6. Remember that Google has several tabs — the results that it throws back at you are listed under ‘all’, but you might want to look at ‘images’. Also useful is the section under ‘books’ (from the drop-down menu of ‘more’), which is more likely to lead you quickly to published works, though what it will suggest will either be old and out of copyright or recent, in copyright and so not available to view. At that point, you need to take your search a step further, and we will discuss that in the tips that are soon to follow.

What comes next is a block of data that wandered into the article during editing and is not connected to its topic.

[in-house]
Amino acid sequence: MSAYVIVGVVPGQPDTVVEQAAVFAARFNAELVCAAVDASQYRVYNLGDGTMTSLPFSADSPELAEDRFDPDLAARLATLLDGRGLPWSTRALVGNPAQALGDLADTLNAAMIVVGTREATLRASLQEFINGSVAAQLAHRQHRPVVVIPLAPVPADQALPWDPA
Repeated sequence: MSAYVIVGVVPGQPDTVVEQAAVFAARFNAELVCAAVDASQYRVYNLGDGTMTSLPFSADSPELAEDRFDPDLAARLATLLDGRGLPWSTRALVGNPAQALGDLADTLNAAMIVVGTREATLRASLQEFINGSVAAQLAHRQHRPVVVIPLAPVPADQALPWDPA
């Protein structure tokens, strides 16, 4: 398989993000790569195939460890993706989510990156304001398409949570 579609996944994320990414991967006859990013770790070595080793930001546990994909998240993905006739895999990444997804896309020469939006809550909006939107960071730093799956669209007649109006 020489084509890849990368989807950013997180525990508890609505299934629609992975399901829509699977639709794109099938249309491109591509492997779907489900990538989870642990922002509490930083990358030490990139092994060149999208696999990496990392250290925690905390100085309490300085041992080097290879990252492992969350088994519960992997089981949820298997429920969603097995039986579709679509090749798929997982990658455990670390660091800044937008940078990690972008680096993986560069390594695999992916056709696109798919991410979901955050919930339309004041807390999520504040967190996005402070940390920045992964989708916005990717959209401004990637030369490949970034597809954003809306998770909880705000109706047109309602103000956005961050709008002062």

7. Refine your terms time and again — the process of searching is not one process undertaken at a single moment. What you find will lead you in new directions or spark some lateral thinking. Add those to your list of search terms and pursue them.
  8. Keep your page or file – it will become useful later, as we will explain in tip IX.

Next time: yes, do use Wikipedia as a springboard for your research.

Do feel free to comment, and let me know what your own tips.


Major humanist resources on-line: the epistolaries of Leonardo Bruni and Coluccio Salutati

Posted in Humanism by bonaelitterae on 28 June, 2009